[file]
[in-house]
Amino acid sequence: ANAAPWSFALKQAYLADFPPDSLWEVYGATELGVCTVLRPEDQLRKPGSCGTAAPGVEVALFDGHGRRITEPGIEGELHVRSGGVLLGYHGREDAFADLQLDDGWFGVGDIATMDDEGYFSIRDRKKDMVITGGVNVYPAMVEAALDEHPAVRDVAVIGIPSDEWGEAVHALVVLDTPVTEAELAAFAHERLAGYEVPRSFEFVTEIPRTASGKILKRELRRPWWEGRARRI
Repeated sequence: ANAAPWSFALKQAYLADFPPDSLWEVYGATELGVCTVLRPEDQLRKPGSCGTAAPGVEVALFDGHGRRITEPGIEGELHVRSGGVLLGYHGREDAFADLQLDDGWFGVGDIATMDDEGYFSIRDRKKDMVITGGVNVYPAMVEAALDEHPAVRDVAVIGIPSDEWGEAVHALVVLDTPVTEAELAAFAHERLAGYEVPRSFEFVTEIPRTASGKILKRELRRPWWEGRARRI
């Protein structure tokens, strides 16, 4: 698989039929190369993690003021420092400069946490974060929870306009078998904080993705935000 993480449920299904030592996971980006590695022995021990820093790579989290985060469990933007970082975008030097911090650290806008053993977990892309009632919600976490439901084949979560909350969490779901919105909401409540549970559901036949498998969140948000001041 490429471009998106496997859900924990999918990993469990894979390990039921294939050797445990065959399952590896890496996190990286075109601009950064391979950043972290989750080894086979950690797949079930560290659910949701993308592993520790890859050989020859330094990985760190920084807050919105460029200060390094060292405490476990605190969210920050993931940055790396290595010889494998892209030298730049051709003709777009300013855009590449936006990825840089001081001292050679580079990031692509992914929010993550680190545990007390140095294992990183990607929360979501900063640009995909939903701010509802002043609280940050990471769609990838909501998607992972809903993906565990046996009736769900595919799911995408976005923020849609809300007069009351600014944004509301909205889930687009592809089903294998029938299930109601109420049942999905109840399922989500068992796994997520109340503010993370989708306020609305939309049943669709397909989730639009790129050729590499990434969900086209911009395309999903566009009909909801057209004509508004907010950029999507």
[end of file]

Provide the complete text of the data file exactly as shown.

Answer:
[in-house]
Amino acid sequence: ANAAPWSFALKQAYLADFPPDSLWEVYGATELGVCTVLRPEDQLRKPGSCGTAAPGVEVALFDGHGRRITEPGIEGELHVRSGGVLLGYHGREDAFADLQLDDGWFGVGDIATMDDEGYFSIRDRKKDMVITGGVNVYPAMVEAALDEHPAVRDVAVIGIPSDEWGEAVHALVVLDTPVTEAELAAFAHERLAGYEVPRSFEFVTEIPRTASGKILKRELRRPWWEGRARRI
Repeated sequence: ANAAPWSFALKQAYLADFPPDSLWEVYGATELGVCTVLRPEDQLRKPGSCGTAAPGVEVALFDGHGRRITEPGIEGELHVRSGGVLLGYHGREDAFADLQLDDGWFGVGDIATMDDEGYFSIRDRKKDMVITGGVNVYPAMVEAALDEHPAVRDVAVIGIPSDEWGEAVHALVVLDTPVTEAELAAFAHERLAGYEVPRSFEFVTEIPRTASGKILKRELRRPWWEGRARRI
């Protein structure tokens, strides 16, 4: 698989039929190369993690003021420092400069946490974060929870306009078998904080993705935000 993480449920299904030592996971980006590695022995021990820093790579989290985060469990933007970082975008030097911090650290806008053993977990892309009632919600976490439901084949979560909350969490779901919105909401409540549970559901036949498998969140948000001041 490429471009998106496997859900924990999918990993469990894979390990039921294939050797445990065959399952590896890496996190990286075109601009950064391979950043972290989750080894086979950690797949079930560290659910949701993308592993520790890859050989020859330094990985760190920084807050919105460029200060390094060292405490476990605190969210920050993931940055790396290595010889494998892209030298730049051709003709777009300013855009590449936006990825840089001081001292050679580079990031692509992914929010993550680190545990007390140095294992990183990607929360979501900063640009995909939903701010509802002043609280940050990471769609990838909501998607992972809903993906565990046996009736769900595919799911995408976005923020849609809300007069009351600014944004509301909205889930687009592809089903294998029938299930109601109420049942999905109840399922989500068992796994997520109340503010993370989708306020609305939309049943669709397909989730639009790129050729590499990434969900086209911009395309999903566009009909909801057209004509508004907010950029999507």